AMERICAN POLITICS & PUBLIC POLICY WORKSHOP
Abstract: While studies of representation often focus on policy congruence between voters and elites, this is not the only dimension of representation, and in fact Members of Congress attempt to alter the dimensions of representation on which they are evaluated. In this paper I explore how the legislator’s representational style affects not only the voter’s evaluation of the representative, but also the importance of the non-ideological evaluation of the legislator. Using original data from The American Panel Survey, I find that as the frequency of contact with the legislator increases, citizens’ evaluations of the elite improve. Experimental evidence, however, demonstrates that these relationships are heavily conditioned by partisanship.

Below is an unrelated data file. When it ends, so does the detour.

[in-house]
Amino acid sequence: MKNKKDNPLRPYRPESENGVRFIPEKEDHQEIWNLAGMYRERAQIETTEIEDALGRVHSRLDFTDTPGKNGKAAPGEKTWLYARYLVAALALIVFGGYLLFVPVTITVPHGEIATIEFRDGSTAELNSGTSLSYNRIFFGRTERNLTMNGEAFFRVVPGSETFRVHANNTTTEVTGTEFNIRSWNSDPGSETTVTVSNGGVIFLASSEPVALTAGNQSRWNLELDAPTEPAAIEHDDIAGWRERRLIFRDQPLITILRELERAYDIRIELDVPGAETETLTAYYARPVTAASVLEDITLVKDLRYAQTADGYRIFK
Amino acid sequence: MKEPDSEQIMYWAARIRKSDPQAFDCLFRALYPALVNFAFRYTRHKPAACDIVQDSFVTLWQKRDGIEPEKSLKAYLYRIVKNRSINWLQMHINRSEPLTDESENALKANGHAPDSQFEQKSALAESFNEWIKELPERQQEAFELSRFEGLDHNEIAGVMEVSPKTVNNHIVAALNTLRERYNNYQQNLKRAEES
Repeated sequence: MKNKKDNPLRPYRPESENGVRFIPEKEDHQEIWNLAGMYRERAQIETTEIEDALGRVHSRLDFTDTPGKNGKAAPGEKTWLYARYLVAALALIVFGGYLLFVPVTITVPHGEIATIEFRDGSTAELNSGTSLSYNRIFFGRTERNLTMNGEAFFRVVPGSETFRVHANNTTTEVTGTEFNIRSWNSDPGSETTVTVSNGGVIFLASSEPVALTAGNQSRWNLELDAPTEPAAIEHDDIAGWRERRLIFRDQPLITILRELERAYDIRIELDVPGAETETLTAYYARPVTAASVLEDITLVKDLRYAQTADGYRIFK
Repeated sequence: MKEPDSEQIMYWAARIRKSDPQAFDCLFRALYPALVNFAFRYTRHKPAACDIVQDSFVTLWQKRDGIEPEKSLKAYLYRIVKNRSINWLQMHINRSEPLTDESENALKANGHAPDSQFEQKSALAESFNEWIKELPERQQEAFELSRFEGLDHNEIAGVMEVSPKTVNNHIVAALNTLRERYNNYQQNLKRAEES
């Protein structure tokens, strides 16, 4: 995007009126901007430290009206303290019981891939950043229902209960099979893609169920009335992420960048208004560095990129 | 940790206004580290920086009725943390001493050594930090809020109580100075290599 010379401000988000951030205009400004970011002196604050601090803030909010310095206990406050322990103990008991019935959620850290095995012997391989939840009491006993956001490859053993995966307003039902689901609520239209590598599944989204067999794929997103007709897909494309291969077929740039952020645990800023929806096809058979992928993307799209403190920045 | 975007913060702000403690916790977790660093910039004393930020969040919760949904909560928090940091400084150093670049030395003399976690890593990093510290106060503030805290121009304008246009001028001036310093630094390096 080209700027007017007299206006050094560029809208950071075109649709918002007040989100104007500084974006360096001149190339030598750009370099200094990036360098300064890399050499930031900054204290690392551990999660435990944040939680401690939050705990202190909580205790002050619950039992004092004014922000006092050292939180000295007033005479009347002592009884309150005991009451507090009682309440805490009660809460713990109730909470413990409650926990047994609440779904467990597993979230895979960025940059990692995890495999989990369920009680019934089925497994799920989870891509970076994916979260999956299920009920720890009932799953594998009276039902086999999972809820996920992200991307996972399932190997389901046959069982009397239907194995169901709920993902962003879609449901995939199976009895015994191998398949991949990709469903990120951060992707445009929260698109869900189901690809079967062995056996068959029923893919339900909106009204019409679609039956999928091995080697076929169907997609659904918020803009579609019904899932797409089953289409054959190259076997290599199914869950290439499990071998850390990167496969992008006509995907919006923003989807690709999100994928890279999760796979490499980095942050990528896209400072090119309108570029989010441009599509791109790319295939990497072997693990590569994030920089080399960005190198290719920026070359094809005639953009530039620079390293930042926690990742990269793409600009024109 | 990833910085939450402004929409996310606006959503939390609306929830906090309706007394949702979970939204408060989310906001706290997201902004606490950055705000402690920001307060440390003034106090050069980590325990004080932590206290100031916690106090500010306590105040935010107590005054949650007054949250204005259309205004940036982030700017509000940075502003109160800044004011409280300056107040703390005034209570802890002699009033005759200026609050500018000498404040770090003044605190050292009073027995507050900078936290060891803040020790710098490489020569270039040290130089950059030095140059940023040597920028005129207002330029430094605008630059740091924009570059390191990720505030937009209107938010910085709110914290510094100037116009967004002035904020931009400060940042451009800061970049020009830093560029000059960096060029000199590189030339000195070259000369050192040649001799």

Patrick Tucker is a postdoctoral associate in the Center for the Study of American Politics and Institution for Social and Policy Studies at Yale University. His research focuses on representation and the stability of political attitudes and identities. His work has been published in Political Behavior, Public Opinion Quarterly, and Political Research Quarterly. He received his Ph.D. in Political Science from Washington University in St. Louis in 2017.